Shortage of EMTs, 911 Woes Slow Response to Medical Emergencies

When an elderly woman lost consciousness at an Audubon Society meeting Tuesday evening, Feb. 21, at the V.I. Legislature in Cruz Bay, two emergency issues which continue to plague St. John were once again brought into the limelight—problems with the 911 system and a shortage of EMTs.

Upon noticing the woman’s distress, an Audubon Society member called 911 from her cell phone. She was put on hold several times, and, after several moments, the 911 operator finally realized the emergency was on St. John.

This is a problem that often occurs, because St. John does not have its own 911 system, and calls to 911 from the island are actually received on St. Thomas.

Calls Routed Off St. John
“We don’t have a 911 system per se in St. John,” said V.I. Police Department spokesperson Sgt. Thomas Hannah. “When someone on St. John calls 911, the call goes to St. Thomas, and St. Thomas then relays that information, via telephone, to Jurgen Command. Once that call goes to Jurgen Command, an officer is dispatched.”

Residents who attempt to call 911 from their cell phone often face an even bigger problem—some cell phone providers route St. John subscribers’ 911 calls to Puerto Rico.

“One of the major drawbacks of the 911 system is when you use your cell phone,” said Hannah. “Everybody should ask their cell phone provider to program their phone’s 911 calls to be routed to the Virgin Islands, and not Puerto Rico. If you are utilizing your cell phone to call 911 from St. John, call 340-776-9110, and you will be routed to St. Thomas.”

Response to medical emergencies can be slowed down by both the 911 system, and by the lack of EMTs on St. John.

One Ambulance Crew
Although the island has two ambulances, only one crew of two employees is on duty at any given time for medical emergencies and transport.

This proved to be a problem for the elderly woman on Tuesday evening.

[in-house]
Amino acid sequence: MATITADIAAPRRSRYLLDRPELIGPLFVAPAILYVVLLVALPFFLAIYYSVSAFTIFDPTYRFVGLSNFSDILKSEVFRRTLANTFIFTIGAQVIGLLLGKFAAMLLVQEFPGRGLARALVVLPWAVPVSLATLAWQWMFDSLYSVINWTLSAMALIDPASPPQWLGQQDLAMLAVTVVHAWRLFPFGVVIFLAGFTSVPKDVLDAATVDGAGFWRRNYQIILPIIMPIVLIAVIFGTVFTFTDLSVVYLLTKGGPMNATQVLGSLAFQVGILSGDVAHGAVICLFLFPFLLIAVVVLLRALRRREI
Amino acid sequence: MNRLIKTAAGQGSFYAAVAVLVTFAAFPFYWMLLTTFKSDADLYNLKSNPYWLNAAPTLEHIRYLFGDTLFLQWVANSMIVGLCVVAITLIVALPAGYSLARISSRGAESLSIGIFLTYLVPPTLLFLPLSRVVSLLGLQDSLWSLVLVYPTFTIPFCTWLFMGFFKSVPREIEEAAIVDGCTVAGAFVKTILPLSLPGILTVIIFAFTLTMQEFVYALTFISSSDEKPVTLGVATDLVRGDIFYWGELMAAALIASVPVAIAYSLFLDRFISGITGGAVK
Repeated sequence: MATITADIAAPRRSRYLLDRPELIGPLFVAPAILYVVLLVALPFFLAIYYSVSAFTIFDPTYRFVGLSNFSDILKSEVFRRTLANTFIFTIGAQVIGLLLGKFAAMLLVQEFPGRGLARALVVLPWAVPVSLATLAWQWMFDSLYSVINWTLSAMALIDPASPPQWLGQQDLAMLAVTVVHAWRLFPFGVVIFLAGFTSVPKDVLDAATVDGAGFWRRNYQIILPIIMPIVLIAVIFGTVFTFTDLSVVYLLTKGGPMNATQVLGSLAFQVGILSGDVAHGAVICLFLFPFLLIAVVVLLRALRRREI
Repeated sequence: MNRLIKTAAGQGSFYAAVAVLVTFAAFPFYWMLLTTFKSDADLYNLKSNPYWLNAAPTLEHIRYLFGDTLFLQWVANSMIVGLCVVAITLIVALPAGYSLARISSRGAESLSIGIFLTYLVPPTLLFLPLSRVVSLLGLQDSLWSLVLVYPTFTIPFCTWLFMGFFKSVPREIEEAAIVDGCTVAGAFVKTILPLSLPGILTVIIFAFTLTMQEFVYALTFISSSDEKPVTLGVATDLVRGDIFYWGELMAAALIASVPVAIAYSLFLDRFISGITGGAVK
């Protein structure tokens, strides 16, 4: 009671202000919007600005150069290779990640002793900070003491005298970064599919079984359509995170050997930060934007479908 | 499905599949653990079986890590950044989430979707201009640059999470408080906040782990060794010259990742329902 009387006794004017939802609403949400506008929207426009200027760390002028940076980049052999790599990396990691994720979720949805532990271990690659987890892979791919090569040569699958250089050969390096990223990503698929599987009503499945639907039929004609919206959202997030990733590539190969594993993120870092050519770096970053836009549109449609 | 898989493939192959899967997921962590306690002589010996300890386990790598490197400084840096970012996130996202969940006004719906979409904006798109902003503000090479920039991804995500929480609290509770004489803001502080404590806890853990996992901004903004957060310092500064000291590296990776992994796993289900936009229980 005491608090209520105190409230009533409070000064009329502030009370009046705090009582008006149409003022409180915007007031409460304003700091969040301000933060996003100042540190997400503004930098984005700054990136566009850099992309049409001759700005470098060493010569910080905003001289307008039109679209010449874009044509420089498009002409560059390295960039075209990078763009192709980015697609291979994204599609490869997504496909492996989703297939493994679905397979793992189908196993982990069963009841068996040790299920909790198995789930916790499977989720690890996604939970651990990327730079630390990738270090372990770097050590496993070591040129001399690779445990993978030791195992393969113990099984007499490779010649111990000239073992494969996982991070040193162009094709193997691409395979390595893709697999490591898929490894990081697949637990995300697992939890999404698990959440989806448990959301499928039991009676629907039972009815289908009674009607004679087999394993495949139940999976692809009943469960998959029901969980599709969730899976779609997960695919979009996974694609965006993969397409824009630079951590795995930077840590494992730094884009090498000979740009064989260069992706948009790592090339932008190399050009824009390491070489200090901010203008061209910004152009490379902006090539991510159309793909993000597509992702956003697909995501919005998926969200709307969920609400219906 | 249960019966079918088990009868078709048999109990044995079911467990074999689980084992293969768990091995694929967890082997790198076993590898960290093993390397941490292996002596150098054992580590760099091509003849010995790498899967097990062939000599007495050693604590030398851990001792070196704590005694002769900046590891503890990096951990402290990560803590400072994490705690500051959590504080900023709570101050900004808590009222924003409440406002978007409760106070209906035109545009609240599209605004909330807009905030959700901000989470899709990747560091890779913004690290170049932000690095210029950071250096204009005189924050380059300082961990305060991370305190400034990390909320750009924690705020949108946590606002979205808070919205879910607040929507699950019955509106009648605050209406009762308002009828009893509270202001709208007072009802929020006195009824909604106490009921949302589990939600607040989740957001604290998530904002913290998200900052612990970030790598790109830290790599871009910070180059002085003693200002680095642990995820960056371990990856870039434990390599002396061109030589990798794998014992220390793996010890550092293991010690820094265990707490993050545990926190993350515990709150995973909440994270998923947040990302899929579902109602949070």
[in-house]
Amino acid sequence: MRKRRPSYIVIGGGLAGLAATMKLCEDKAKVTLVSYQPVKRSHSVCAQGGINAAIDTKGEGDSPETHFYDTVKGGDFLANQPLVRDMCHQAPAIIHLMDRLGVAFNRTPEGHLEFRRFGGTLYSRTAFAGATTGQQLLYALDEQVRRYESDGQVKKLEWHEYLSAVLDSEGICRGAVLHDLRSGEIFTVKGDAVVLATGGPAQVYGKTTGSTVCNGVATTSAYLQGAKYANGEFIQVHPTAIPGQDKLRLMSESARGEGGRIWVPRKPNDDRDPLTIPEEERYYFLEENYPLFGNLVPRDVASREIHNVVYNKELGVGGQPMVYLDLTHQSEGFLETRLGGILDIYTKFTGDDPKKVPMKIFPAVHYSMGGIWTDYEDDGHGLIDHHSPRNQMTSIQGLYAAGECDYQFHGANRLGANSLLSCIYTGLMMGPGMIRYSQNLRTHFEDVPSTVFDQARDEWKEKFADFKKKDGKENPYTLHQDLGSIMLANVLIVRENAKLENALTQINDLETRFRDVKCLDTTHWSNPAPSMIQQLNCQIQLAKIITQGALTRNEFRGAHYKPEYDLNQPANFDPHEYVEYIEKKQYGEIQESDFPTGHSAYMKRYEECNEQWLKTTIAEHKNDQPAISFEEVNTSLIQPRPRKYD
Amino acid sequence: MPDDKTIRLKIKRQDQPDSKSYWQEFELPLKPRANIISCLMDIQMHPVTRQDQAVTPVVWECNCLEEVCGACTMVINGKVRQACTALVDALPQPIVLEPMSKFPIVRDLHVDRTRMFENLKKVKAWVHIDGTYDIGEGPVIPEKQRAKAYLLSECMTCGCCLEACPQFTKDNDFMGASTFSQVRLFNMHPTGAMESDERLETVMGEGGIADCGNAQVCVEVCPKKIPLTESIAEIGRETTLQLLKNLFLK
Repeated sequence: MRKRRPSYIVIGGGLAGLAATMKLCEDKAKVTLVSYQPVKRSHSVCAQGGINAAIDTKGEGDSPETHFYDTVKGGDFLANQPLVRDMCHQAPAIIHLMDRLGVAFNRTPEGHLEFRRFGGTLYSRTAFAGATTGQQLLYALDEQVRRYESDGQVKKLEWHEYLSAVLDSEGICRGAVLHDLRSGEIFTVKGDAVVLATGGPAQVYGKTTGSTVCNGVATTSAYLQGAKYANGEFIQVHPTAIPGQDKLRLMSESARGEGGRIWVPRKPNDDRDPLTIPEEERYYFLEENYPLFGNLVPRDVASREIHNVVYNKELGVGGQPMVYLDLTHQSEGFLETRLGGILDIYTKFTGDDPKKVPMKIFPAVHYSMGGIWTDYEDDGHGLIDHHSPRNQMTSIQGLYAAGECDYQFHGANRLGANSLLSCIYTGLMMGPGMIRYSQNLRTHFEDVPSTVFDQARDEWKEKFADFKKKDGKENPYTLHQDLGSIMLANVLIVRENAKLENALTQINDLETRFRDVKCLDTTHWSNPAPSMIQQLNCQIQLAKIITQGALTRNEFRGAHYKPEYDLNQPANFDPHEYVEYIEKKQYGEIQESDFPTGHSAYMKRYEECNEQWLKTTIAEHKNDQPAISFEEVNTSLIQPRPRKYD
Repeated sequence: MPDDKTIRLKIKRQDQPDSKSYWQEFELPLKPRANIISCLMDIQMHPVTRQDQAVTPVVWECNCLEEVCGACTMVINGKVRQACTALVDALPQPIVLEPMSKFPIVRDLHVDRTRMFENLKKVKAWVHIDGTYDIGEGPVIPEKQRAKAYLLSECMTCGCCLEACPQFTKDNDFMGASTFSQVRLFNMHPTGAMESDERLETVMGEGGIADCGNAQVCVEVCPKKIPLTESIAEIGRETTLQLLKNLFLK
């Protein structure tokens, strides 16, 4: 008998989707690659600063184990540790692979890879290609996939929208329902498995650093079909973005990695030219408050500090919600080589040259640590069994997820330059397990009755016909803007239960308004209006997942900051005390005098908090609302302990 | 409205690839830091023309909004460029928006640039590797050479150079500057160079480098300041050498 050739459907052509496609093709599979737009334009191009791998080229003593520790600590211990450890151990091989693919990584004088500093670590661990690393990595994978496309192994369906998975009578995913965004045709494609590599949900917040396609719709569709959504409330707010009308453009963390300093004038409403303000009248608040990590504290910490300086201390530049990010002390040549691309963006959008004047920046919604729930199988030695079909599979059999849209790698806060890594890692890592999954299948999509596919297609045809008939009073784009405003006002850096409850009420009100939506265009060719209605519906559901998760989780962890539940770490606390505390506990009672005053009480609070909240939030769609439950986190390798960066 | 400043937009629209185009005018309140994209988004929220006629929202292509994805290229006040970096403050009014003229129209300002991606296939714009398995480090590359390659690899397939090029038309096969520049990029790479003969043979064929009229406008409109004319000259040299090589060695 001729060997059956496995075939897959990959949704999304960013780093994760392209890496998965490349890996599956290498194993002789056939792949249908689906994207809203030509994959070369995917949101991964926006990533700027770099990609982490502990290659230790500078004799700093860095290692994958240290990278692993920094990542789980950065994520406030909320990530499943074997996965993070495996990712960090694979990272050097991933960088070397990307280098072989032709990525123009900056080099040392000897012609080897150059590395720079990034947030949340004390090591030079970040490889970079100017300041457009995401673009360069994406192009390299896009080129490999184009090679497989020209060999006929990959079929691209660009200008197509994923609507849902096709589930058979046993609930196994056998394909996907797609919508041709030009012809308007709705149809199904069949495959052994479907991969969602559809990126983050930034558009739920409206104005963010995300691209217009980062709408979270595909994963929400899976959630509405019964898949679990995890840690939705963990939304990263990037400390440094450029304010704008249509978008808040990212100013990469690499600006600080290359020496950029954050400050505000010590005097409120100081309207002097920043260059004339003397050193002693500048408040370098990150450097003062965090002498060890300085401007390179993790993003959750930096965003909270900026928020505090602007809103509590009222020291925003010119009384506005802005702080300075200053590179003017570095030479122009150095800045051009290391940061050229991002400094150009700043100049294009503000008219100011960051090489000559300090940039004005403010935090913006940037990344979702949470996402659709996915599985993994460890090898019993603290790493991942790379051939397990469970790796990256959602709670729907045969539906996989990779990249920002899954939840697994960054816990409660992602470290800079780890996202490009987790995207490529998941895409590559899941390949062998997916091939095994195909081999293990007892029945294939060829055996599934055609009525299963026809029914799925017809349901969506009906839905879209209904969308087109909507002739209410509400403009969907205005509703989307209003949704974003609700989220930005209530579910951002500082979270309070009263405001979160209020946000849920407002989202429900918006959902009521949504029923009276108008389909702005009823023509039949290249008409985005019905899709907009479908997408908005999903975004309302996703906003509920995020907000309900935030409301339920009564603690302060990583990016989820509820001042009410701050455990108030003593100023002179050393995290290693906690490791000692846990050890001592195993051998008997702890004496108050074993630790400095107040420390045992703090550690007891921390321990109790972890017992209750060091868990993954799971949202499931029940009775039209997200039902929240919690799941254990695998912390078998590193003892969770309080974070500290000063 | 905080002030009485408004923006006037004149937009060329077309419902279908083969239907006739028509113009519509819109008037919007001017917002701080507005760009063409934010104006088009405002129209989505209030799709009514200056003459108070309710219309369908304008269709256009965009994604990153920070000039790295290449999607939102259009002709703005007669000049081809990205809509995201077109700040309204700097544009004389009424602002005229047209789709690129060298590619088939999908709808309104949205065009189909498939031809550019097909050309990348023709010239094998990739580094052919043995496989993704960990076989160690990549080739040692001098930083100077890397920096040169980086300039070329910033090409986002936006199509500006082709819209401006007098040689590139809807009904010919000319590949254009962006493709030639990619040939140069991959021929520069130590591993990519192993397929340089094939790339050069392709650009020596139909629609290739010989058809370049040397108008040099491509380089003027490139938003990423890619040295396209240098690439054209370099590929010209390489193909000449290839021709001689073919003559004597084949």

When the call to 911 did not immediately result in a response from emergency personnel, Gary Ray, who delivered a presentation to the Audubon Society that night, ran to notify the EMS at the nearby Morris F. DeCastro Clinic, only to find that they were out on another call.

Approximately half an hour later, St. John Rescue responded to the call.

“The EMTs got the call, and they turned around and called for us, because at that time, they were almost to the clinic, dropping off a patient,” said St. John Rescue Chief John Bowman.

After completing another call, EMTs finally arrived to bring the woman to Myrah Keating Smith Community Health Center.

“We just sat down and chit-chatted with her, to keep her calm,” said Bowman. “That’s why we’re there, to help EMS out. They’re the first responders, and we’re the second level of response.”

Tuesday night’s incident was non-life threatening, but this is not always the case in medical emergencies—which often re-quire immediate medical attention.

St. John would benefit from additional ambulance crews, said Bowman.

“I’d love to see a second EMT crew on St. John,” he said. “That would definitely be handy down here.”

Surprised by 911 Problems
Audubon Society member Margie Labrenz said she was aware of the lack of EMTs on St. John, but was surprised by the problems with the 911 system.

“I wasn’t aware that the 911 system was so bad,” she said. “The girl who called from her cell phone asked me, ‘Don’t they give these dispatchers any training?’”

“I knew that the 911 system has not been functioning the way it should function, and I think the public needs to be aware of that,” LaBrenz added.

Hannah recommended St. John residents call Jurgen Command directly, at 693-8880, instead of calling 911.

“I would strongly urge St. John residents to call Jurgen Com-mand directly,” he said. “There are delays when the call is routed from St. Thomas back to St. John.”

Many people may not know the number to Jurgen Command in an emergency, said Labrenz.

“Where we were, in the Legislature building, there was no phone book to look up that number,” she said. “It was a learning experience for me, and I will certainly make sure that I have that number written down for me and my guests, and I’ll tell other people to do the same thing. There is a significant delay by dialing the 911 operator.”

Plan s for St. John 911
Plans are in place for a 911 system for St. John, said Hannah, but there is not enough financing to implement the system.

“Plans are in place; however, we’ve got to find the financing to do that,” he said. “It’s a costly endeavor.”

In an emergency, St. John residents are urged to call 340-776-9110 from their cell phone, or Jurgen Command at 693-8880.